When the cloves are cooked or baked whole, the flavor mellows into a sweet, almost nutty flavor that hardly resembles any form of pungency. This nutty flavor makes a surprisingly nice addition to desserts, such as brownies or even ice cream. Roast whole heads of garlic for a fantastic spread on bread.
Cooked, whole, unpierced garlic cloves barely have any aroma at all, while raw garlic is the strongest in flavor.
When sauteing garlic, be very careful not to burn it. The flavor turns intensely bitter, and you’ll have to start over. Saute until it is aromatic, usually 1 minute or less, then proceed with your recipe. If you are combining raw garlic with other sauteed veggies, the garlic goes in last.
These garlic cooking tips should help enhance your recipes and help you in creating your own.
There are a myriad of garlic presses available on the market, but I personally prefer the Zyliss brand. This is the queen of all presses in my humble opinion, and although it may cost you a little more, it is virtually indestructible, as well as a pleasure to use and clean. I’ve been using my original Zyliss garlic press for over 30 years!
If you have a good press like the Zyliss, you don’t even need to peel the cloves before pressing, which can be a wonderful time-saver. Just place the unpeeled clove in the tool cavity, press and discard the skins left in the cavity.
An easy rule of thumb to remember regarding the potency of the flavor of garlic is: The smaller you cut it, the stronger the flavor. Chopping finely and/or pressing a clove exposes more surfaces to the air, causing a chemical reaction to produce that strong aroma and potent flavor.
How to Remove Garlic Smell from Hands
We love that sexy aroma in our food, but how do you get rid of the garlic smell on your hands after peeling? Washing the hands just doesn’t do the job, because the sulphur molecules seep into the pores of your skin. If you have a stainless steel faucet, you’re in luck! Simply rub your clean hands on the faucet. The chemical reaction between the stainless steel and the garlic oils magically nullify the smell. It really works!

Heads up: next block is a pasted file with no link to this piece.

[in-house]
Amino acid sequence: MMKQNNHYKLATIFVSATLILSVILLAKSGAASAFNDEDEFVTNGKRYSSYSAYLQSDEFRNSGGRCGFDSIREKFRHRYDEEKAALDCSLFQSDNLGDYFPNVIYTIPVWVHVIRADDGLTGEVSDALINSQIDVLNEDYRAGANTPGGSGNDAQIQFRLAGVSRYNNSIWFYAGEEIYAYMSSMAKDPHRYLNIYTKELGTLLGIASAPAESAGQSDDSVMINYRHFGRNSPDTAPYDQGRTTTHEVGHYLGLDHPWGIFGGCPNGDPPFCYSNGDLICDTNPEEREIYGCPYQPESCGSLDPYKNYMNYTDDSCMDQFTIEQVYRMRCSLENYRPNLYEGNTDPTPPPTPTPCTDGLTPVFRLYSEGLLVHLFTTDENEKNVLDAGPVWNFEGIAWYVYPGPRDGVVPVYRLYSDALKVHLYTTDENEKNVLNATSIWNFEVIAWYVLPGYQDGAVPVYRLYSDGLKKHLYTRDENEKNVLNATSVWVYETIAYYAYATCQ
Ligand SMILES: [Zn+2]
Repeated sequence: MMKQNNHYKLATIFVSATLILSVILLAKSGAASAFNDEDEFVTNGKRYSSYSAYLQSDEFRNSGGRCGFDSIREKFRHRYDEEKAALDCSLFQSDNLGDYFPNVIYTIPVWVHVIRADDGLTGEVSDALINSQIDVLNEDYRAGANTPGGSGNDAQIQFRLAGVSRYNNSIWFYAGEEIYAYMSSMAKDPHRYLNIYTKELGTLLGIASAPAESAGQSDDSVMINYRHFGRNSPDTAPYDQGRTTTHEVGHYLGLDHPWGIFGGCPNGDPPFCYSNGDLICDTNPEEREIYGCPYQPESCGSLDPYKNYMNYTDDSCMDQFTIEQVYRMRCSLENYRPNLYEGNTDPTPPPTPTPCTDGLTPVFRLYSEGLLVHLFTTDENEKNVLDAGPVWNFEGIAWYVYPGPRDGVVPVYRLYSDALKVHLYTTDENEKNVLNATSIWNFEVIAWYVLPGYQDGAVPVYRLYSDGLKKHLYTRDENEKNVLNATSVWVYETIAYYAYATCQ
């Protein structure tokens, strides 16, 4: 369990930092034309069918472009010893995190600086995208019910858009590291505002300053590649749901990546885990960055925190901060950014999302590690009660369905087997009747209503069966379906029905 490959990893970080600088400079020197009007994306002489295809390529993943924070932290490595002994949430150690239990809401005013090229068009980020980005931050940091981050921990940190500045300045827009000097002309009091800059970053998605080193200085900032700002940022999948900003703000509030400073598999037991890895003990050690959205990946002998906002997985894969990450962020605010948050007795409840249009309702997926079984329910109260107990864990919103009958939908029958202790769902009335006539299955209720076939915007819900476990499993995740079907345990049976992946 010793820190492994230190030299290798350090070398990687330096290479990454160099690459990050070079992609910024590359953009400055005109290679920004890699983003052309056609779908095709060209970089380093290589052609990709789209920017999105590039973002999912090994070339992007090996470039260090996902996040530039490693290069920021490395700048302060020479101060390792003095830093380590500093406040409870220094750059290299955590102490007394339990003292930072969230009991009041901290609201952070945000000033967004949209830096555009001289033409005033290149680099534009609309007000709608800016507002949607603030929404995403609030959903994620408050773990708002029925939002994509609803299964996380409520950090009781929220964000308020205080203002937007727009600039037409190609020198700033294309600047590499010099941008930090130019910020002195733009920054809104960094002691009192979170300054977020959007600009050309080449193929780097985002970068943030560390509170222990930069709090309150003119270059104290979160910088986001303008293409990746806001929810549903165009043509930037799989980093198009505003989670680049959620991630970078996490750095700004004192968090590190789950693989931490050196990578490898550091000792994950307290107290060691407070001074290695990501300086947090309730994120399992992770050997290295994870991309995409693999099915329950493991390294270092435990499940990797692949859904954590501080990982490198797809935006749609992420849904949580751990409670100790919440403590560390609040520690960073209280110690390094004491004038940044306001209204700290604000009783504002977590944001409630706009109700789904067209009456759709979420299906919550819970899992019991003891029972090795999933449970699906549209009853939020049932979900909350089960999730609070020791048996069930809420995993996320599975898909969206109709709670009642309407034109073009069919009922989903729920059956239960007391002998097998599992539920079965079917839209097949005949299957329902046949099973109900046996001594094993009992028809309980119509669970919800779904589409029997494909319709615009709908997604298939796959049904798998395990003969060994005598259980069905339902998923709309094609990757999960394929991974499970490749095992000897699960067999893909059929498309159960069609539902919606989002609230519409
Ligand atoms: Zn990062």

If you don’t have a stainless steel faucet, try a stainless steel odor remover, which is also very inexpensive. These are also readily available. Most of them look like a bar of soap made of stainless steel, and you use it just like you are rubbing a bar of soap to lather up.
Garlic and Health
Garlic has long been considered a medicinal food. It was used to protect against plague by monks in the Middle Ages. Hippocrates used the vapors to treat cervical cancer. Garlic poultices were placed on wounds during World War II as an inexpensive, and apparently quite effective replacement for antibiotics which were scarce during wartime.
Now science is beginning to prove the medicinal properties of garlic that our ancestors took for granted. Studies have shown this vegetable can suppress the growth of tumors, and is a potent antioxidant good for cardiovascular health.
Other studies show garlic can reduce LDLs or “bad” cholesterol and is a good blood-thinning agent to avoid blood clots which could potentially lead to heart attack or stroke.
All of this natural medicine comes at a cost of only 4 calories per average clove. Eat your garlic! 🙂